5.3. Entering Withdrawals

When you withdraw money from your bank account, for whatever reason, you are transferring money from your bank account to some other location. In GnuCash, this other location is tracked as an account. The more detailed accounts you create and use for your spending, the more information you will get about where your money goes.

Withdrawals take many forms. ATM withdrawals are one of the most common transactions. Writing checks is one way to withdraw money to pay bills, to buy purchases, or to give to charity. Depending on your bank, you might also have service charges, where the bank withdraws the money from your account. Transfers of money out to another account are also withdrawals. We will take a look at each of these types of withdrawals and how to record them in GnuCash.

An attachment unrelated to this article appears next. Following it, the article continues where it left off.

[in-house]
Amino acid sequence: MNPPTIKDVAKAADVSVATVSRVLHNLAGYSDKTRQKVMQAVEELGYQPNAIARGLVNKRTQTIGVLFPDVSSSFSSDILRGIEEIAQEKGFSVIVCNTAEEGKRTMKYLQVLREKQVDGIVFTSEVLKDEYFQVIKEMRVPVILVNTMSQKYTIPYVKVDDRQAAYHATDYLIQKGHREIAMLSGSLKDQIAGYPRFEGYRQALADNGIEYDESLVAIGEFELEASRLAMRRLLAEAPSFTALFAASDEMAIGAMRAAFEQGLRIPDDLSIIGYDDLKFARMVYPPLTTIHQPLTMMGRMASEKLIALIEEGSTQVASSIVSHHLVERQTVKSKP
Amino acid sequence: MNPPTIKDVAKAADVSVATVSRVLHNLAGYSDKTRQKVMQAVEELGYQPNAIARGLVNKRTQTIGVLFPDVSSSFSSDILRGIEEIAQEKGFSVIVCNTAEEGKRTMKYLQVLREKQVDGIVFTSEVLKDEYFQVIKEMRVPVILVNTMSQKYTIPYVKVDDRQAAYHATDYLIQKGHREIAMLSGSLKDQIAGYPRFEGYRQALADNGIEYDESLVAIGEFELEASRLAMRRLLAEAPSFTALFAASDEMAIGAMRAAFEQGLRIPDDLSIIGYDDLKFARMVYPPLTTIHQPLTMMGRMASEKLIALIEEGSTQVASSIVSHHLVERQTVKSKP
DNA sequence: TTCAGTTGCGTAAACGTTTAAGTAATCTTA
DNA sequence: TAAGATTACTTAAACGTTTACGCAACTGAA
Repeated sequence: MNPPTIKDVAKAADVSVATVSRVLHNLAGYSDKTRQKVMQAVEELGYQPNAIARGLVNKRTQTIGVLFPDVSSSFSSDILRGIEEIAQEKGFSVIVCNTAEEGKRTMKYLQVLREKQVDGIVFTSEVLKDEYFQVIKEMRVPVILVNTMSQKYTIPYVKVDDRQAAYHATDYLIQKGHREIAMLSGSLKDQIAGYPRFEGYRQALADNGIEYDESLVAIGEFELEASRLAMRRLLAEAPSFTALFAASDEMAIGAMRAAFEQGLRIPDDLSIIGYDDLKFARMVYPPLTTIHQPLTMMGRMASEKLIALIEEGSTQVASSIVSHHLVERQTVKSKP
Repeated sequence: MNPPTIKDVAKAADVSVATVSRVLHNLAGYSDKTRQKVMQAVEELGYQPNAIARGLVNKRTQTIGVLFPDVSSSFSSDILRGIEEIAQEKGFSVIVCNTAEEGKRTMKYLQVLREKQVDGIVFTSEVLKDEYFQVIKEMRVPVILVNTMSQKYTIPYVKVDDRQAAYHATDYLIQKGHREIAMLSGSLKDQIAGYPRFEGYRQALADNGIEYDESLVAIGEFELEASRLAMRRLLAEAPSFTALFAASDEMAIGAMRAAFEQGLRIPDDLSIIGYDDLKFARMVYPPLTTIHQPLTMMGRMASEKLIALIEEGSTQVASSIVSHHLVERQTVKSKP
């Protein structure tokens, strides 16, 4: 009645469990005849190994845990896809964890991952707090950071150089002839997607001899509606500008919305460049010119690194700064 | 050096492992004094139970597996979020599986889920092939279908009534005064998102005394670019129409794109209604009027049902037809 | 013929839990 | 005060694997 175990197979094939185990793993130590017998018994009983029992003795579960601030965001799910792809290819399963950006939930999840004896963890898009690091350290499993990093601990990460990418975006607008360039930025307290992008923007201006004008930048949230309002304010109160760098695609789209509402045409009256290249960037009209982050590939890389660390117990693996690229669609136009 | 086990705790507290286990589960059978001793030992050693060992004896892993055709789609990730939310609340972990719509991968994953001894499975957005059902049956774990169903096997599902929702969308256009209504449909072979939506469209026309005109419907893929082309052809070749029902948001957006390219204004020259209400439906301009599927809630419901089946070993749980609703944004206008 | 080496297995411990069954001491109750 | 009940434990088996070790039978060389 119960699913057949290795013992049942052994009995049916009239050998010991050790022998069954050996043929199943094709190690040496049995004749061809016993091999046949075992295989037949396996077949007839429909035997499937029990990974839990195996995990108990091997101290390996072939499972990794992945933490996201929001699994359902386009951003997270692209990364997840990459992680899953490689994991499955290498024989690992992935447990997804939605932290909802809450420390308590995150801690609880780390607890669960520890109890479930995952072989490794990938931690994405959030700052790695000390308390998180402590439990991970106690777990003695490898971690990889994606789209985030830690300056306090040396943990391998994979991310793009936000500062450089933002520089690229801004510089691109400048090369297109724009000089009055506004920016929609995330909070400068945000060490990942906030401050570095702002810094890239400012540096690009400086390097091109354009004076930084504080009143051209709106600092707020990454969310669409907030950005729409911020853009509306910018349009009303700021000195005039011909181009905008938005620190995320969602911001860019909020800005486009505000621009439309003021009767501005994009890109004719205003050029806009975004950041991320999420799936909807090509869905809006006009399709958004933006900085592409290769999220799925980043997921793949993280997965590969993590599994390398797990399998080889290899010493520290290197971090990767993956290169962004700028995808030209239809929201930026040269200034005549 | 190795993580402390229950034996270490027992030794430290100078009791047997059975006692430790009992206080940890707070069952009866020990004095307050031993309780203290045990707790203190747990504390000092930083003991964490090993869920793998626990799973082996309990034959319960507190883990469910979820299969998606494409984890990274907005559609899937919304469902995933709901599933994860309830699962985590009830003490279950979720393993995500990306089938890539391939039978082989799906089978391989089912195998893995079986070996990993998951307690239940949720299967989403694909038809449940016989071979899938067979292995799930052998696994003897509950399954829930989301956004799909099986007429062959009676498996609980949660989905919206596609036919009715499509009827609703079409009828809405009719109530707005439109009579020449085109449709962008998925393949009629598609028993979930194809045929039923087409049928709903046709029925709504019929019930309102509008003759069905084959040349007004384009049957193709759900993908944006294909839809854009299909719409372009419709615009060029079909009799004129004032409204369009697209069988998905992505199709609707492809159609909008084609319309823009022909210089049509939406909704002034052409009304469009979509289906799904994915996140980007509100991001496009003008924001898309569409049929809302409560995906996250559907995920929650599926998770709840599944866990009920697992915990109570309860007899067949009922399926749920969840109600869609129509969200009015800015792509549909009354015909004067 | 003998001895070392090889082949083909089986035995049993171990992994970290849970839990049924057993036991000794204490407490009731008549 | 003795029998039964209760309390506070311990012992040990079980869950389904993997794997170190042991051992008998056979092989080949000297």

5.3.1. ATM/Cash Withdrawals

Cash withdrawals are handled as a transfer from a bank account to a cash account. GnuCash provides special Cash type accounts for tracking your cash purchases, so you should set up a cash account to record your ATM and other cash withdrawals.

Cash accounts can be used for different levels of detail. On a basic level of detail, you simply transfer money to it from your checking account. That tells you how much money you took out of checking on a given day, but it doesn’t tell you where that cash was spent. With a little more effort, you can use the cash account to record your cash purchases as well, so that you can see where that cash went. You record these purchases as a transfer from the cash account to expense accounts.

Some people record every cash purchase, but this takes a lot of work. An easier way is to record the purchases for which you have receipts, but then adjust the balance of the account to match what is in your wallet.

It’s a good idea to at least set up a cash account for your withdrawals. Then if you decide to track where your cash goes, you can enter transactions for the money you spend. You determine what level of detail you want to use.